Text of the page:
Discovery & Innovation

Learn more about the Class of 2013: an in-depth series

The University of Colorado Boulder held its spring commencement ceremony on Friday, May 10, at Folsom Field. The ceremony honored candidates for 6,084 degrees, including 4,687 bachelor’s degrees, 903 master’s degrees, 171 law degrees and 494 doctoral degrees. Read more about the Class of 2013 >>

Insect eye-inspired camera captures wide field of view with no distortion, according to study co-led by CU-Boulder

May 01, 2013

By mimicking the bulging, bowl-shaped eyes possessed by dragonflies, praying mantises, houseflies and other insects, a team of researchers that includes a University of Colorado Boulder engineer has built an experimental digital camera that can take exceptionally wide-angle photos without distorting the image.

Insect eye-inspired camera captures wide view with no distortion

When praying mantises, dragonflies, ants and other insects peer out at the world, their bulging, compound eyes allow them to see an incredibly wide field of view with an almost infinite depth of field.

Imitating the functionality of an insect eye — which is really a collection of many tinier eyes, known as ommatidia — in a camera has been a long sought-after goal for engineers. Now, camera lenses with wide fields of view, such as fisheye lenses, create distortion around the edges of the image.

Dusinberre, Douglass named President's Teaching Scholars

Three University of Colorado professors have been chosen as 2013 President’s Teaching Scholars, educators who have skillfully integrated teaching and research at a high level throughout their careers at CU.

The title of CU President’s Teaching Scholar signifies the university system’s highest recognition of excellence in and commitment to learning and teaching, as well as active, substantial contributions to scholarly work. CU President Bruce D. Benson solicits annual nominations of faculty for the designation, which is a lifetime appointment.

CU-Boulder prof works to shrink error margins in U.S. census data

A person searching through the massive expanse of data collected by the U.S. Census Bureau in search of details about a specific neighborhood may increasingly find statistics with colossal margins of error, such as an average income of $50,000 plus or minus $50,000.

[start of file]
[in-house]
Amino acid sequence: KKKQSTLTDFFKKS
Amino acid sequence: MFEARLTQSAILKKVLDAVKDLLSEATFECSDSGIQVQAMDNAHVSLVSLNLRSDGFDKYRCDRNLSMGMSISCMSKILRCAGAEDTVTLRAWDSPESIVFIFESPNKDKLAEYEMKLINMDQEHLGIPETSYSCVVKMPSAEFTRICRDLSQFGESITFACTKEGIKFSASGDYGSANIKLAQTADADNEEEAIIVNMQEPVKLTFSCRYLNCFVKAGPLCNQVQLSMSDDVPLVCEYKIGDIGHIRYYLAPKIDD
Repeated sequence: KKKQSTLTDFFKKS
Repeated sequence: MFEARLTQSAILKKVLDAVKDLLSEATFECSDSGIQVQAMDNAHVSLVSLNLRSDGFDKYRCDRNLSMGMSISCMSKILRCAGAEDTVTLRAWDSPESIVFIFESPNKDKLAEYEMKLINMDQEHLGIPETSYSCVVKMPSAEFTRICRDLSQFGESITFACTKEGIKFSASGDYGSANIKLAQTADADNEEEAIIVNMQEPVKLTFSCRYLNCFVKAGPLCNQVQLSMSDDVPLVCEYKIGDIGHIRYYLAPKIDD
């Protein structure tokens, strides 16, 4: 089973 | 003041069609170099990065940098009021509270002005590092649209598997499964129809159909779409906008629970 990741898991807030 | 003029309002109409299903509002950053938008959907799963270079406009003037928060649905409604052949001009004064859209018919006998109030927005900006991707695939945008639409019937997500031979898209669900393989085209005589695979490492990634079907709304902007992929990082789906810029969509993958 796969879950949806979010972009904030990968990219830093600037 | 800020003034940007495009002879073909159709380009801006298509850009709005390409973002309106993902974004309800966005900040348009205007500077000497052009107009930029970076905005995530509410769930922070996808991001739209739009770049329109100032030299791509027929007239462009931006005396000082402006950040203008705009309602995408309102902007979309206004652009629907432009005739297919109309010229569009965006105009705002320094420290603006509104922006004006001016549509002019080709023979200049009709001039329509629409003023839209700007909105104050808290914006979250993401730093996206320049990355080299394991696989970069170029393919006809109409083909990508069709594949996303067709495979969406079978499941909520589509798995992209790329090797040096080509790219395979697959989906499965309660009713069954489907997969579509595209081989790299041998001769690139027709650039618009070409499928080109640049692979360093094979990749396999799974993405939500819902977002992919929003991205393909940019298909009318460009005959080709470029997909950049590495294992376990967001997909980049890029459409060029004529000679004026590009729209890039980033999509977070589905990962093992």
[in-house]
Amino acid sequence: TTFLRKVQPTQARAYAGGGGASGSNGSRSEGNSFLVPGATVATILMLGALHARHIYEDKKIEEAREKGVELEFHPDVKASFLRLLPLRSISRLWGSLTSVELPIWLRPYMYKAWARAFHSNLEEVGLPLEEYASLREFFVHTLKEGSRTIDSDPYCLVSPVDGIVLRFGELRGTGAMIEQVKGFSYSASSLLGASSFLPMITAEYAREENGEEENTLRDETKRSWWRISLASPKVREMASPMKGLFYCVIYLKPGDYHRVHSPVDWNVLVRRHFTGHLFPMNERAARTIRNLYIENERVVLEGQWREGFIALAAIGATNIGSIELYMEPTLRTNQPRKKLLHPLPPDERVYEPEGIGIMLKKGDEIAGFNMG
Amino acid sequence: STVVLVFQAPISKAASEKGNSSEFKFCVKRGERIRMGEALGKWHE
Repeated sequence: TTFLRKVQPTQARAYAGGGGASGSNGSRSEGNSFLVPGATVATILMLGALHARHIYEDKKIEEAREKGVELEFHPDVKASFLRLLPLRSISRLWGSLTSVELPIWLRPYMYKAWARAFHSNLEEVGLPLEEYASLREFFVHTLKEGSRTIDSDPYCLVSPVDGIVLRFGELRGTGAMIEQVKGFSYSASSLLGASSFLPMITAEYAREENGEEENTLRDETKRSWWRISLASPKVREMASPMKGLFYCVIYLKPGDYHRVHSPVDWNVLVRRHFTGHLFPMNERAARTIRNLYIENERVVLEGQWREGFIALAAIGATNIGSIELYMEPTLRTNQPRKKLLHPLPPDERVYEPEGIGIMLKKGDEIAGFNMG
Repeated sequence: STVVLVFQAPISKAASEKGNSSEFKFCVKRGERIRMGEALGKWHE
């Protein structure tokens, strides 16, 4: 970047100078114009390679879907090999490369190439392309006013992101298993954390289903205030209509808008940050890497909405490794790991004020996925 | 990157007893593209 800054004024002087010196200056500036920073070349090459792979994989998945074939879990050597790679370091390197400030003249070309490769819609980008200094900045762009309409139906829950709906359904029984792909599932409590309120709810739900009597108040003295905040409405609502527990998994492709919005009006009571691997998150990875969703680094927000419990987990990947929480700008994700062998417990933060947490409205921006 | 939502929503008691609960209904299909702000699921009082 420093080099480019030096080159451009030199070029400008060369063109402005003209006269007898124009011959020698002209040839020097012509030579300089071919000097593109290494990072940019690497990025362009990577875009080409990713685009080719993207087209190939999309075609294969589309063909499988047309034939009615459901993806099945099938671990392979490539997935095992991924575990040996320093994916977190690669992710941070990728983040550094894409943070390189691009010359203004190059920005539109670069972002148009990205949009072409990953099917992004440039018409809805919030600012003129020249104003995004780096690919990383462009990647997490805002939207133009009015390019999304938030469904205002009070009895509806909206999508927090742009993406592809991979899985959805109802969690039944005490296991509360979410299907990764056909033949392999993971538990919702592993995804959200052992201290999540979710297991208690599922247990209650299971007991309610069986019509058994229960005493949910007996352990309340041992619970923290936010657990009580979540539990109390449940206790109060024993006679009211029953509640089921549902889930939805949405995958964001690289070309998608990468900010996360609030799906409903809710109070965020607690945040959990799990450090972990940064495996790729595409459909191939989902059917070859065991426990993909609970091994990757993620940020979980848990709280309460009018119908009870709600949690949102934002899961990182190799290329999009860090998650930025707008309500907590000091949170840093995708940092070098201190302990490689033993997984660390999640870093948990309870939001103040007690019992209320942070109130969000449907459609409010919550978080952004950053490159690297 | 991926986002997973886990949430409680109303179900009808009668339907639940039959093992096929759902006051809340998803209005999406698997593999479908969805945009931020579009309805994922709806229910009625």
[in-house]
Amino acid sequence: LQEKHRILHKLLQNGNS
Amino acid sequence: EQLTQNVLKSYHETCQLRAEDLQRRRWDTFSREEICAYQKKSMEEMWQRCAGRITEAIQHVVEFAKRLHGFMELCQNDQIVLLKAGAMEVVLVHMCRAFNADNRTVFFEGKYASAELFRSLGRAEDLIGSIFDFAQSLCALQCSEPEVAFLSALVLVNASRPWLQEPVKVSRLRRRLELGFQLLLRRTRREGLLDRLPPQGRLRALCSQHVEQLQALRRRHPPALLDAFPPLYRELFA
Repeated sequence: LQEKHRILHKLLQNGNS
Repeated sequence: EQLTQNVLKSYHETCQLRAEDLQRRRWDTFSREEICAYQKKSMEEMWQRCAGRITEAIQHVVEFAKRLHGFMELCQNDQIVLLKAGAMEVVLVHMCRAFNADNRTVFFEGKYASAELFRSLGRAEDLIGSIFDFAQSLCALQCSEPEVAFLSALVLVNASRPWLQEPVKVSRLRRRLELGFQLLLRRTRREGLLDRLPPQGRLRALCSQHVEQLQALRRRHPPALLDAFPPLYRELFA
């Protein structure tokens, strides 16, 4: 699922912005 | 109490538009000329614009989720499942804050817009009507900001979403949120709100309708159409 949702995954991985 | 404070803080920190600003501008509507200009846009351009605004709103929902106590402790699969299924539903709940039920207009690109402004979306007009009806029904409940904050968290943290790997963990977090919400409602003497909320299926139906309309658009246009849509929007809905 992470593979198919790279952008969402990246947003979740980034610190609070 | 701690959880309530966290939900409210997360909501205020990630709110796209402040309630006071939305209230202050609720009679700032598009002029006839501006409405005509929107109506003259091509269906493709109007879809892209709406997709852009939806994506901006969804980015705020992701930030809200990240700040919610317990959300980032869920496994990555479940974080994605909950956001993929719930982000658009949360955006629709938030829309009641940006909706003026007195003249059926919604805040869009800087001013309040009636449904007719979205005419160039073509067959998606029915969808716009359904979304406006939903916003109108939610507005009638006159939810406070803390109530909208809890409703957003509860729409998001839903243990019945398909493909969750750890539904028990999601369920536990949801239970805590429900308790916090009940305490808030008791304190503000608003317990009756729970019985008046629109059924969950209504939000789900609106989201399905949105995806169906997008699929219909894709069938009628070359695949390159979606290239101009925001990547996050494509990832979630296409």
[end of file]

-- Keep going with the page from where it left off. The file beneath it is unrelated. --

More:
A geographer at the University of Colorado Boulder, one of eight nodes of the National Science Foundation’s newly created Census Research Network, has been granted a five-year $1.4 million grant to see if he can change that.

Climate zones will shift faster as climate warms, says University of Colorado Boulder-NOAA study

April 22, 2013

As the planet warms, Earth’s climate zones are shifting at an accelerating pace, says a new study led by a scientist at the Cooperative Institute for Research in Environmental Sciences, a joint venture between the University of Colorado Boulder and the National Oceanic and Atmospheric Administration.

The bacterial bunch: Parents, kids and dogs trade microbes

As much as dog owners love their children, they tend to share more of themselves, at least in terms of bacteria, with their canine cohorts rather than their kids.

Small satellites becoming big deal for CU-Boulder students

For some University of Colorado Boulder undergraduates, designing, building and flying small satellites is becoming a large part of their hands-on education.

Scientists use brain scans to objectively measure pain

Doctors can measure your blood pressure, your weight, your cholesterol and your blood sugar. They can take X-rays of your bones, ultrasounds of your guts and electrocardiograms of your heart.

But even in 2013, the only way a doctor can measure your pain is to ask: How much does it hurt?

Thin, low Arctic clouds played important role in the massive 2012 Greenland ice melt

April 03, 2013

Clouds over the central Greenland Ice Sheet last July were “just right” for driving surface temperatures there above the melting point, according to a new study by scientists at the National Oceanic and Atmospheric Administration and the universities of Wisconsin, Idaho and Colorado. The study, published April 3, 2013 in Nature, found that thin, low-lying clouds allowed the sun’s energy to pass through and warm the surface of the ice, while at the same time trapping heat near the surface of the ice cap. This combination played a significant role in last summer's record-breaking melt.

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